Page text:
Walking through the islands…

black and white pic of hospital

It was after sunset, when we headed downtown, pass the Presidential Palace to the ‘Hopital Principal de Dakar’. It was founded in 1890 and received generous funding by the French government at the time. It belongs to the network of Great Colonial Hospitals built by the French in their former colonies. It started out as a military hospital for French citizens living in Senegal. There was a guard at the entrance who raised the boom to let us in and we turned right and continued along the circular driveway.

I was on my way to visit my friend’s father, Mr. C who was diagnosed with prostate cancer. I was dreading the visit, as hospitals can be depressing places.

maternity ward hospital of dakarhospital4 hospital3 hospital 2 hopital principal

Here, it was quiet and there weren’t many people around. It had a calm, peaceful, serene atmosphere. The first building was a two-storey building, a corridor on the ground floor with a balcony framed with colonial arches on the upper floor. It reminded me of a colonial style hotel in the Caribbean. As we drove around the circular road, we saw tropical gardens with gently, swaying palm trees and concrete white benches, which provided lovely areas to sit and relax. The buildings were all painted white and in colonial style with archways, long corridors and French style shuttered doors.

We easily found a place to park and I got ready to enter the ward. We climbed a few stairs and walked along the ‘Allee d’Iles des Madeleine’. This open corridor was named after a group of islands off the west coast of Dakar – Iles de la Madeleine (Isles of Madeleine). Due to their barren nature, they are rumoured to harbour evil spirits. In spite of that they are good for hikes and walks for nature lovers. It is also on the waiting list to become a UNESCO Heritage site.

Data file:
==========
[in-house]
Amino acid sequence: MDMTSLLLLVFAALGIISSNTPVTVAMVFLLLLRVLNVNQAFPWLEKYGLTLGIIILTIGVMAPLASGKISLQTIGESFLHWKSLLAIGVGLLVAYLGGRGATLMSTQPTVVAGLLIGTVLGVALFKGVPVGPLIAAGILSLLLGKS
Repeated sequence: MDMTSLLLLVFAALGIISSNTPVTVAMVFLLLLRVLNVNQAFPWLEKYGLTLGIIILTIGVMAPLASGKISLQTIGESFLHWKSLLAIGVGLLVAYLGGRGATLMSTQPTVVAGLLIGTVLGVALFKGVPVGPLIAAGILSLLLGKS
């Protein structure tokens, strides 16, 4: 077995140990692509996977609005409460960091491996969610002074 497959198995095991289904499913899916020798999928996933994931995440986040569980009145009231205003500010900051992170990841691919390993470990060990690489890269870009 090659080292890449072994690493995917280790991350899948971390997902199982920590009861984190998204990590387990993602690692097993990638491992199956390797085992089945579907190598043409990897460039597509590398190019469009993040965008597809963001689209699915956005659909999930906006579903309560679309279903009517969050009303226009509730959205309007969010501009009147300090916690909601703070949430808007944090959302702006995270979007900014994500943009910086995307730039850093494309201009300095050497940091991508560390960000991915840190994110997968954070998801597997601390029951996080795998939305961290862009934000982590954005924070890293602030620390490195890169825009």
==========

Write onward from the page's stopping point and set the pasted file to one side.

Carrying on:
Impressive that the corridors had names, so even if you collapsed you would be able to say exactly where you were and be found really quickly. In order to get the room we needed, we turned right at wooden, green box with “Boite des Idees” written in white capital letters. It was the equivalent of a Suggestion Box. Out of curiosity, I opened it to see if anyone had left any suggestions. It was full of cobwebs from the last century…. perhaps. Maybe that’s why the hospital seemed in order, they had already read the suggestions and acted upon them.

Passing the main nurse’s station we shook hands, greeted the male nurse, as is typical Senegalese fashion. We walked along the clean and tidy corridor and went right through some large, wooden formica doors. It was a room for two male patients, but each part was like a rectangular cove so each had a modicum of privacy. The walls were a crème with proper ceiling fans and furnished with a a simple bedside table. Mr. C was in the second half of the double room. He was seated on the edge of the bed dressed in black silk pyjamas. The last time I had seen him was at Mont Rolland, for his mother’s funeral. She was the woman who converted to Catholicism very late in life. His wife was seated next to him, dressed in a white cotton Senegalese long dress and head wrap. She was looking a little tired but Mr. C seemed in good spirits. We could hear his roommate’s radio playing. There was no curtain or door separating the two coves. He was listening to the latest Senegalese wrestling match. It was the season for that. This sparked animated conversation with Mr. C explaining the Senegalese wrestling scene to me, which always reminded me Sumo wrestling -african style.

Mr C, my friend and I decided to go for a stroll so that he could stretch his legs. It was a daily ritual with a father and his son. He was able to get up and walk on his own. I was impressed and heard it was the first time he was actually able to do it on his own without any help. We strolled along the corridor called “Allee d’Ile de Goree”. Goree Island is another island off the coast of Dakar. This one is inhabited, much bigger and a UNESCO heritage site. It served as the point of no return for slaves being transported to the West Indies. It is now a well-visited tourist site for those passing through Dakar. It is a 15 minute ferry ride from downtown Dakar.

Our stroll was short but pleasant and a reminder that there are some good hospitals in Dakar and this is one of them. I discovered that it was also well equipped and renown in Dakar for being a good public hospital, particularly for emergency medicine. Here’s hoping Mr. C keeps getting better.

 

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